There was an interesting blog post circulating the interwebs over the weekend. The author, Tomi Ahonen, posits that the differences between the United States and the international cell markets have influenced what phones find success domestically vs the rest of the world. It’s a very long piece, so take your time…maybe start slow cooking a pot roast. Dinner will be done around the same time as when you finish reading the piece…but it is worth reading.
What I found really struck me was that among the ideas in the author’s main thesis was the idea that “American” phones are not as SMS-centric as euro ones, hence the lack of Symbian love in the United States. He also argues that what worked successfully in the USA (the RAZR, the iPhone), needed to be tweaked for the rest of the world, and that the rest of the world needed to tweak their phones for success in the USA.
I had a few issues with the central arguments: one, that Nokia was virtually untouchable in the cell phone market because they understood texting and entertainment, and that only RIM sees how to mimic that effectively, much to the detriment of Nokia’s marketshare (see here). It just seems awfully presumptive to assume that RIM realized they could make more consumer friendly phones because Nokia got there first, especially since Windows Mobile and Palm had smartphones with multimedia capabilities for years as well. Two, the article doesn’t satisfactorily address the continued success of windows mobile, android, or the iphone, all us-based or heavily influenced OSes. He touches upon them, but he seems to think that there needs to be a change before they can go from “USA success” to “world success”. The theme that the US has such a wildly different phone culture permeates the piece, and while that may be true, some of his examples were a bit extreme. I don’t know that Americans looked at Nokia phones without antennas and summarily rejected them based on not having the visual clue they could receive cell phone service.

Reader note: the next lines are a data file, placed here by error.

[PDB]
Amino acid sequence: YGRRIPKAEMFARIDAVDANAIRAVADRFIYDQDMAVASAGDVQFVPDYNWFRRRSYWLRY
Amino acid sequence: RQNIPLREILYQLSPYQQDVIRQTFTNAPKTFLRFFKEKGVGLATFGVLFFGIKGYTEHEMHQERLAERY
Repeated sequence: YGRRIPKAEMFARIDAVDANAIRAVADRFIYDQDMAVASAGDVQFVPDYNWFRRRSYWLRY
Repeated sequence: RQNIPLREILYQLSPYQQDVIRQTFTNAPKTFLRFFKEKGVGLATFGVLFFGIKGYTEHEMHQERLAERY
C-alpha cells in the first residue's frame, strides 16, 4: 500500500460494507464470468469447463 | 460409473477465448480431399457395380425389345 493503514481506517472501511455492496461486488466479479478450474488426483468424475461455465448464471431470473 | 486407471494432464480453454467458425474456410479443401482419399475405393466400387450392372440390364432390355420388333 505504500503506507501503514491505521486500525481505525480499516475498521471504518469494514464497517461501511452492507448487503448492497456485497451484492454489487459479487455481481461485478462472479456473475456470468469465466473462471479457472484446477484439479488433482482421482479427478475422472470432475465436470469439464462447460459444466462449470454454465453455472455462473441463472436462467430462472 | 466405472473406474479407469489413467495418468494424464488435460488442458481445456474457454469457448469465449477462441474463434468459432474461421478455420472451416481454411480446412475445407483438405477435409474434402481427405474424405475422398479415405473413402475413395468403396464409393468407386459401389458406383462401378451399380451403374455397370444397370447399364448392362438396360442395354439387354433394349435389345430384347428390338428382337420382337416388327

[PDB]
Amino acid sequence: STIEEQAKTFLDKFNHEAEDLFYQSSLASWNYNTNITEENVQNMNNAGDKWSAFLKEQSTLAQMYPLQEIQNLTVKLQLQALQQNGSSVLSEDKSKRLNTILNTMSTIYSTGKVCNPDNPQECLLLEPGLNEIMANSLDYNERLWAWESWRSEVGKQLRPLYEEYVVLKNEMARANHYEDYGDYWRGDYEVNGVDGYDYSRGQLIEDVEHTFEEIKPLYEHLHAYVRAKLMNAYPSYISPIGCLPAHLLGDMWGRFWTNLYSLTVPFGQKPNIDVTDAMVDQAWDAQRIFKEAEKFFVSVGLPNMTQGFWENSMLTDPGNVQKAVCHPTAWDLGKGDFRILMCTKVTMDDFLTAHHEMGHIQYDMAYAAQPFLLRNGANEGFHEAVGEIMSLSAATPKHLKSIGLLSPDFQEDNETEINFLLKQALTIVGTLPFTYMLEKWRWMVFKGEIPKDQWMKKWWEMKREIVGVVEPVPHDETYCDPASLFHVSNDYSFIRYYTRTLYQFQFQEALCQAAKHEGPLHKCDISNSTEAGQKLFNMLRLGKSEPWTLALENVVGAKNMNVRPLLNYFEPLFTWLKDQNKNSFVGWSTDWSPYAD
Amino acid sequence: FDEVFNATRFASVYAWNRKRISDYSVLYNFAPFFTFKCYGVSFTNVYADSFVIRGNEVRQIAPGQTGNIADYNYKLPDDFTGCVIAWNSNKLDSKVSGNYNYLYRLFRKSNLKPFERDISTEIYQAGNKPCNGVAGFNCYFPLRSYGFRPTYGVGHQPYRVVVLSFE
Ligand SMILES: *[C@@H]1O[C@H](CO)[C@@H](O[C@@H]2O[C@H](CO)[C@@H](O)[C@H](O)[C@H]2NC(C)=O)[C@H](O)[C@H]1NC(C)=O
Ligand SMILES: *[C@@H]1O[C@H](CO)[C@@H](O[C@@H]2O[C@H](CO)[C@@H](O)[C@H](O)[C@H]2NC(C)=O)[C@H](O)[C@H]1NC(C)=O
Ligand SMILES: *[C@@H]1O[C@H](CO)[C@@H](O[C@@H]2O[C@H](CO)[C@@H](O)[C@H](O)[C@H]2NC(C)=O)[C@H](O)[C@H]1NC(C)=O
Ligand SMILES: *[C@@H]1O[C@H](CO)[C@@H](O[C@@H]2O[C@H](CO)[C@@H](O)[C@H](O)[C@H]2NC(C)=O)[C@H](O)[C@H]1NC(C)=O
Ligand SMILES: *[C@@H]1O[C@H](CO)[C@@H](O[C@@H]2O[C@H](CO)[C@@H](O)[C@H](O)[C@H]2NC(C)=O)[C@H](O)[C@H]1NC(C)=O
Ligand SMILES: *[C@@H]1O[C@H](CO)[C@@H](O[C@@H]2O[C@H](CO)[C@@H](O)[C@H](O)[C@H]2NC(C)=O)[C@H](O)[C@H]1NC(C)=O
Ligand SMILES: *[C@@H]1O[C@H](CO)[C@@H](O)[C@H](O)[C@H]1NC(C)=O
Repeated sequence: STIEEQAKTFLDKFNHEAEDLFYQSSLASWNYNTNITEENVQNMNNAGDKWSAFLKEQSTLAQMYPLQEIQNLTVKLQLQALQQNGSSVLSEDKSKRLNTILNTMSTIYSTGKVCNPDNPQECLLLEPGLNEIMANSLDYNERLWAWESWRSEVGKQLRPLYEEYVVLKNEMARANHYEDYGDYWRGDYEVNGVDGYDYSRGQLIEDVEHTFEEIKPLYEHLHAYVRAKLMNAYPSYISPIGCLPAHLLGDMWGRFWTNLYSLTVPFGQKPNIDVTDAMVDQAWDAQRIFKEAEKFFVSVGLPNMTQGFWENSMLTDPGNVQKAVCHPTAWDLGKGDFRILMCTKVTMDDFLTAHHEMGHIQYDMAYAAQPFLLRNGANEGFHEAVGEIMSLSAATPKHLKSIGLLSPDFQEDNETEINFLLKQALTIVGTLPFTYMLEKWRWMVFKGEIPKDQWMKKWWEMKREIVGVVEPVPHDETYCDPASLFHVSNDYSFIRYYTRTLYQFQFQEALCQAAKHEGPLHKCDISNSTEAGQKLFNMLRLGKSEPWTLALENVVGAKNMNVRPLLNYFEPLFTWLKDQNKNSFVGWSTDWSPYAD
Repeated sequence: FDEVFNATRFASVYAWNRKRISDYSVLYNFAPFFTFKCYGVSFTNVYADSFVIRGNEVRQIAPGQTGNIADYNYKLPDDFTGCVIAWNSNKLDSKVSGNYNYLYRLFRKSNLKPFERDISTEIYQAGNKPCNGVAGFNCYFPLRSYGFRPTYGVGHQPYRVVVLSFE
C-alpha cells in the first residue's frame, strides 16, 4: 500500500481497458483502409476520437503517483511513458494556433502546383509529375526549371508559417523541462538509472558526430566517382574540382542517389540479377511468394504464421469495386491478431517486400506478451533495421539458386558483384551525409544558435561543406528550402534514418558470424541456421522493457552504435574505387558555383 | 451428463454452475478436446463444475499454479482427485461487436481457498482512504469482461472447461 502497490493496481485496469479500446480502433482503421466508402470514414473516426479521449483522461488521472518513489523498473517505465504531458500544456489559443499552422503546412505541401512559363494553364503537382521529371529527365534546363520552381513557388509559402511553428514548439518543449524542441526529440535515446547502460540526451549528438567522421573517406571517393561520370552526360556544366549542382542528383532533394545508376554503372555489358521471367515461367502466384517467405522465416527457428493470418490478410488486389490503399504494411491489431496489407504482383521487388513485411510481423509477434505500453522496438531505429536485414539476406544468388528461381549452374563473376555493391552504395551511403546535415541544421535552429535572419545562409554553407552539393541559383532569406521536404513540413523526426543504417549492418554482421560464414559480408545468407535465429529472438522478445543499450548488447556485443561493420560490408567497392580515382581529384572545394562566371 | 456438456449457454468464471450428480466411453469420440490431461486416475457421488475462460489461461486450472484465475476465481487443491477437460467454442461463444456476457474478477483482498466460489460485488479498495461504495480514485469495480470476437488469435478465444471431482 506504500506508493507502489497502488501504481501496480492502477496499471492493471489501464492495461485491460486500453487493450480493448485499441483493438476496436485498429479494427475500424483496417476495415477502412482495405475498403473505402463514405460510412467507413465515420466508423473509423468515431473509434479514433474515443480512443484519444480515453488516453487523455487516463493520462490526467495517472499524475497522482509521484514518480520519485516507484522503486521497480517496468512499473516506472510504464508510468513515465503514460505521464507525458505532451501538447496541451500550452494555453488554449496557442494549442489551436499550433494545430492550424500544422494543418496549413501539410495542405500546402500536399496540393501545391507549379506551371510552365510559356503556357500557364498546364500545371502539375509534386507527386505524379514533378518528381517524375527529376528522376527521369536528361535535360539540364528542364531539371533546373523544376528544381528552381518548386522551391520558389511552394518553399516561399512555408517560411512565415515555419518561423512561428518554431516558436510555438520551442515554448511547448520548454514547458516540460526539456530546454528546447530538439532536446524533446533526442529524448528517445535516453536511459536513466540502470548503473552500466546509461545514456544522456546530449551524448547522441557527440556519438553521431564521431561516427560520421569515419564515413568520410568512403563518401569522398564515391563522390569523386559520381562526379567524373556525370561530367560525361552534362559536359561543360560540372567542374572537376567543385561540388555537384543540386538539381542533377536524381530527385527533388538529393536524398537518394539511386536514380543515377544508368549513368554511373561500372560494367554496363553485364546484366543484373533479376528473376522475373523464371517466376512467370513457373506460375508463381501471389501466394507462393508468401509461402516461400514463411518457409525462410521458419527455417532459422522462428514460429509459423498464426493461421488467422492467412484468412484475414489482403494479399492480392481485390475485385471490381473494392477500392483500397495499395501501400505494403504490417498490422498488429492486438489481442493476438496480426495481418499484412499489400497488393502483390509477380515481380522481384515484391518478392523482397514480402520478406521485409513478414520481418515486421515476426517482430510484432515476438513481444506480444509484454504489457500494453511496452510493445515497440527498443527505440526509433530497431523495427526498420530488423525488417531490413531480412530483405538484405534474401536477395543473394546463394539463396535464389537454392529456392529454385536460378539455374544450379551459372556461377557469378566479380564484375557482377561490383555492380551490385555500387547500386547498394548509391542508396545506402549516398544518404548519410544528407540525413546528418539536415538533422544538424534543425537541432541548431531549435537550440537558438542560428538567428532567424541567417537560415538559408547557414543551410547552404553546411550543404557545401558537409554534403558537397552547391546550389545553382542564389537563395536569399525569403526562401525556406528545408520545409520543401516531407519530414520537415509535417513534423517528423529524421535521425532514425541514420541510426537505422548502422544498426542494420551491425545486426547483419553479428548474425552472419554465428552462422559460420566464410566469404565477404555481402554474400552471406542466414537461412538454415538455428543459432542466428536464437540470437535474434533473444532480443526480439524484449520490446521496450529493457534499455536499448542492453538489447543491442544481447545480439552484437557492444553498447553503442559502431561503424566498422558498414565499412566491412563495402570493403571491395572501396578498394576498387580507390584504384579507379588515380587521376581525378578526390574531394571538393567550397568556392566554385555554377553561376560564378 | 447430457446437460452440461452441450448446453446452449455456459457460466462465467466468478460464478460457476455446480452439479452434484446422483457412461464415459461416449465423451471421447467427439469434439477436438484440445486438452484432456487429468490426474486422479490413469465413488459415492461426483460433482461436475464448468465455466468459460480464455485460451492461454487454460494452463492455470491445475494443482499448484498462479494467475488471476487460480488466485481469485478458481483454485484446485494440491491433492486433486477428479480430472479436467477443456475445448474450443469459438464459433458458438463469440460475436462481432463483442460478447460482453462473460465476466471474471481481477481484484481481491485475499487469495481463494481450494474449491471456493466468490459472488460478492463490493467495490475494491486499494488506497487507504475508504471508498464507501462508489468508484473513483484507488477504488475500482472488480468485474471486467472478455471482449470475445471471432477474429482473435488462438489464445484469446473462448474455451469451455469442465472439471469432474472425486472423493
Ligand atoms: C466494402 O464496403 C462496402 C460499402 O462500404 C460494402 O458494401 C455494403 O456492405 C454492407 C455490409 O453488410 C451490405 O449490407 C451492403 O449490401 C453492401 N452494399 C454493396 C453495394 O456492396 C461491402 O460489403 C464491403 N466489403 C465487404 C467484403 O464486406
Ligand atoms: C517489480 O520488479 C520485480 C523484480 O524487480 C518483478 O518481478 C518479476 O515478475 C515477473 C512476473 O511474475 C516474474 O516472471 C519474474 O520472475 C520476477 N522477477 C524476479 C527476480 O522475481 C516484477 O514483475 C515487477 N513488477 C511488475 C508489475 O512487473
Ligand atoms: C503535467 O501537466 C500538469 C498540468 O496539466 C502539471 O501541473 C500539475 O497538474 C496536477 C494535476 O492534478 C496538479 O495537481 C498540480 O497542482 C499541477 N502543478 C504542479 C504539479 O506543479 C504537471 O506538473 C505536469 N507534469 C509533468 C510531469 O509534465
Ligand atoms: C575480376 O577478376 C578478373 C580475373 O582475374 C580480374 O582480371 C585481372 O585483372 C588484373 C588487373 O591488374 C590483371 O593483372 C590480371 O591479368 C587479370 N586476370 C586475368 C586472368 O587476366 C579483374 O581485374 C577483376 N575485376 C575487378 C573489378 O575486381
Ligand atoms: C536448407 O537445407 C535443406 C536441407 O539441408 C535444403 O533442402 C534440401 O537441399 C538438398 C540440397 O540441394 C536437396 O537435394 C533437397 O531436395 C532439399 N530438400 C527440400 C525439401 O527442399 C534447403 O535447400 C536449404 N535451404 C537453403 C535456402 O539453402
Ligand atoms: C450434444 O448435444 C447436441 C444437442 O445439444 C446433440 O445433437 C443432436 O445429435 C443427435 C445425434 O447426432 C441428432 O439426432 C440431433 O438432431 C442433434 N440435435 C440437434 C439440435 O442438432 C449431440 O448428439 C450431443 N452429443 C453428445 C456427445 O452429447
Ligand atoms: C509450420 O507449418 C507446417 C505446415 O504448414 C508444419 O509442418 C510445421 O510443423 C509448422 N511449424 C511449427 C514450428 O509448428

And maybe I am betraying my American bias, but how do you separate “SMS phone” from any phone that does email and texts?
It’s a great read, though, if for no other reason than he does go into exhausting detail about the history of the European cell phone markets and the successes and failures they’ve faced. It’s obvious that he knows the European phone markets quite well, even if I think he did miss the mark on his thoughts on the United States.
I know we have some international readers, along with many road warriors and world travelers. Does Tomi Ahonen have a pulse on the world cellphone market or do you disagree with his assumptions? Sound off below!
via AWright from brighthand.com